reprimand or penalty from the company. But any such punishment would be
considerably mild compared to the punishment he can expect if the flyover
collapses and people die. Further, admitting that he erred right now may earn him leniency in any disciplinary proceeding, but wilful deception is likely to increase the nature of penalties.
If the superior refuses to cooperate or attempts to threaten my friend, I would
advice him to approach the superior’s superior with the facts and ask him to
intervene. If he faces opposition from the firm’s senior management too, he has
the option of bringing the matter to the attention of the concerned govt authorities
and seeking corrective action.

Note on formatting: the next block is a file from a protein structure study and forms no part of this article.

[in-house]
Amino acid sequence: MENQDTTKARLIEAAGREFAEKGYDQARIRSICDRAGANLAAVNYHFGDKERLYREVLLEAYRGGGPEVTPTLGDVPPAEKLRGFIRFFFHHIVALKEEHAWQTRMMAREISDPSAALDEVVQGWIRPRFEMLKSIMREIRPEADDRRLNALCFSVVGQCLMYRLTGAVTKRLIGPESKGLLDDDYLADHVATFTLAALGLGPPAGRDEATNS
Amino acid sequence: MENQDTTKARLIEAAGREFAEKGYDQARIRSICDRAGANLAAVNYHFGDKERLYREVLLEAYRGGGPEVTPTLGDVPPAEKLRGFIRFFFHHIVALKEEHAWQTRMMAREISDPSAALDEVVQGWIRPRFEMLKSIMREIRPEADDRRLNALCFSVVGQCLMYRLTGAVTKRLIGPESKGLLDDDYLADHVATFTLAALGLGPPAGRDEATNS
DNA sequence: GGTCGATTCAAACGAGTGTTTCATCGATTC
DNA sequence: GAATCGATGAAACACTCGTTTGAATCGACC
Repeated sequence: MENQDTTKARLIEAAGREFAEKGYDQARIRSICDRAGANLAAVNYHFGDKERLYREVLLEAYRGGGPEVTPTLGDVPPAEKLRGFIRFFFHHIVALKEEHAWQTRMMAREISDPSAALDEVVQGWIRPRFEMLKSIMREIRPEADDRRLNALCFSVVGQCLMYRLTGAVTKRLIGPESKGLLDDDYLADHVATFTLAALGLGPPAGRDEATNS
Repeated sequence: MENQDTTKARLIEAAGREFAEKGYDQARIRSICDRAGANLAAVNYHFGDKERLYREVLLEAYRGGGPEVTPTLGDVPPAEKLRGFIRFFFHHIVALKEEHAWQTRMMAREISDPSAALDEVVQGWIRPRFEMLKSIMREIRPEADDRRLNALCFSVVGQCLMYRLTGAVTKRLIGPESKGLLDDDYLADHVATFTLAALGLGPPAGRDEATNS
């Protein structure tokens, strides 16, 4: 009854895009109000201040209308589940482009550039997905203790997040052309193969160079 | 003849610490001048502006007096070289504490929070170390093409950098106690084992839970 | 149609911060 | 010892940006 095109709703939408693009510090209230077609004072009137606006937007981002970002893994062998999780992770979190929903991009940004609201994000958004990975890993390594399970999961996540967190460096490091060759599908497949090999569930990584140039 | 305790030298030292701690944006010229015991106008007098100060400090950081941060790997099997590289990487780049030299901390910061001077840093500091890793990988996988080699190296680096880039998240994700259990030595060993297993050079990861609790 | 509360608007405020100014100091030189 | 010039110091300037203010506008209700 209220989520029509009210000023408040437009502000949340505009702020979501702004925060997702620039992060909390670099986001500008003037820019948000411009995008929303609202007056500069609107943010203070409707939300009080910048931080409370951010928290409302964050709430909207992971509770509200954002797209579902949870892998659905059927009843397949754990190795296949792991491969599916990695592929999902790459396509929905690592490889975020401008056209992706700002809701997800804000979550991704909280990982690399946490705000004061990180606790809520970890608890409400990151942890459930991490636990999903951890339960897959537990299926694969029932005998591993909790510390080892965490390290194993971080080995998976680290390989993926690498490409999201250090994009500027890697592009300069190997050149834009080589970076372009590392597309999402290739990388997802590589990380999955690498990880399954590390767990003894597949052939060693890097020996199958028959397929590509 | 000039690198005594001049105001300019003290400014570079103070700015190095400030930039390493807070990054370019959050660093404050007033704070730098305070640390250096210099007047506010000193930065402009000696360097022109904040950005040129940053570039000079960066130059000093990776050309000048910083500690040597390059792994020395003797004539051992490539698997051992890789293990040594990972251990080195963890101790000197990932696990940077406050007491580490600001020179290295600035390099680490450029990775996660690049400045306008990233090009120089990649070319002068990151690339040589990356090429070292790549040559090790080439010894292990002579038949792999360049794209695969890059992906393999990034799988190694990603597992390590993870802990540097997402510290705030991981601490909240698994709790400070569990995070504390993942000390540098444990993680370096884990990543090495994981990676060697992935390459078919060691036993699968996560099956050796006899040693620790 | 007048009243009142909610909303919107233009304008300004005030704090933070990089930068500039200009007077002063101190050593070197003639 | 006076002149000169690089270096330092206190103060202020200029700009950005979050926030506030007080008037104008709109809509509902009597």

Case Study Ethics

A jawan in the Indian Army is extremely disillusioned with his present
working conditions. Stationed at a high-altitude border post, he struggles
with the hostile weather, the risk of enemy gunfire and the stress of
constantly being in a state of high alertness. Such stress if further
compounded by the poor living conditions and a very meagre, often
inedible diet.
He approaches his seniors on multiple occasions, but they offer him only
superficial assurances, with no concrete solution to any of his problems. In
a moment of frustration, he makes a video wherein he describes the
hardships being faced by the soldiers and the apathy of the higher officials.
He then posts the video online, where it soon goes viral, attracting
international viewership and attention.
i) Do you believe he was correct in releasing this video in the open public
domain?
ii) What are the ethical issues involved in this case?
iii) What corrective actions would you suggest to prevent any such
incidents in the future?
(300 words – 25 marks)